In fact, during one scene in the music video for “Look What You Made Me Do,” she can be seen in a literal vault while singing about “karma.”

Which begs the question: If other unreleased tracks can now be shared all these years later, why can’t the same be true for Karma?


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The TikTok detective then references the graffiti from the “The Man” music video. Here, she points out that Karma is prominently written on the wall twice, but if you look carefully at the top left corner of the screen, 1989 is also written for a second time right next to it.

The Swiftie suggests that this could mean 1989 and Karma will be released together as a double album, and that the 20 “vault” tracks will consist of the songs that failed to make the final cut for both records.


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What’s more, @TheThriftySwiftie also references Taylor’s recent music video for “I Bet You Think About Me,” which was teased on social media with a video showing two lines scratched into a wedding cake. This could also have been a reference to the fact that a double album is coming.

And, finally, remember Taylor’s distinctive ‘90s style that I mentioned earlier? The trend that she appeared to be showcasing ahead of her rumored Karma era? Well, Taylor’s 2020 album Evermore dropped a hint that the era — and presumably the album — will be making a comeback.

In fact, Evermore opens with a track called “Willow” which contains the lyric: “I come back stronger than a ’90s trend.” This might seem innocent enough to the casual listener, but when you watch its accompanying music video you’ll notice that Taylor is locked in a box trying to escape before coyly staring directly into the camera with a telling smile on her face as she sings this line and finds a trapdoor.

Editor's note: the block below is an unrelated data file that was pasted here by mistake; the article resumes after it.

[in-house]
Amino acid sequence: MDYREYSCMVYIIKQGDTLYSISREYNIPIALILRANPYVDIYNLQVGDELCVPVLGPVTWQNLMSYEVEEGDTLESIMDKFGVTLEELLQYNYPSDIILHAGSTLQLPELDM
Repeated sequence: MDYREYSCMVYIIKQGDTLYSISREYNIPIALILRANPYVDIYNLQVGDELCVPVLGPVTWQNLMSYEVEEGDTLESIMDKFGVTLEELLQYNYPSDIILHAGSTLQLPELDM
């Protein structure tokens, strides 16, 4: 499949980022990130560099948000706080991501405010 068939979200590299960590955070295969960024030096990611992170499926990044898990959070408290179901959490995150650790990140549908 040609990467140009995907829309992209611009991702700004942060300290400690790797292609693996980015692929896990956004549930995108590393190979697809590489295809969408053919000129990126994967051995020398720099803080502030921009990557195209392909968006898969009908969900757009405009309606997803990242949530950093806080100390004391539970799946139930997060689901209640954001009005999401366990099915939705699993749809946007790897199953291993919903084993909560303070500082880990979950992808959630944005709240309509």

Perhaps this is her way of teasing the Karma era’s upcoming escape from the vault.

While this might seem like a reach to less hardcore Taylor Swift fans, the singer regularly admits to purposefully dropping Easter eggs, hints, and hidden clues in her social media posts and music releases for fans to work out what is coming next.

Speaking to Jimmy Fallon on The Tonight Show in November, Taylor said of the Easter eggs’ origins: “It’s sort of a tradition that we started a very long time ago. I think the first time that I started dropping sort of cryptic clues in my music was when I was 14 or 15, putting together my first album.”


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“I wanted to do something that incentivized fans to read the lyrics because my lyrics are what I’m most proud of out of everything that I do… When I was a kid, I used to read through CD booklets and just read the teeny, tiny print and obsess over it.”


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And in 2019, Taylor told Entertainment Weekly that she gets excited by her fans’ theories, explaining: “I’ve trained them to be that way. I love that they like the cryptic hint-dropping. Because as long as they like it, I’ll keep doing it. It’s fun. It feels mischievous and playful.”


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Here’s hoping that this is one theory that the fans have got right, because if there is one thing that the world deserves right now it’s some good Karma.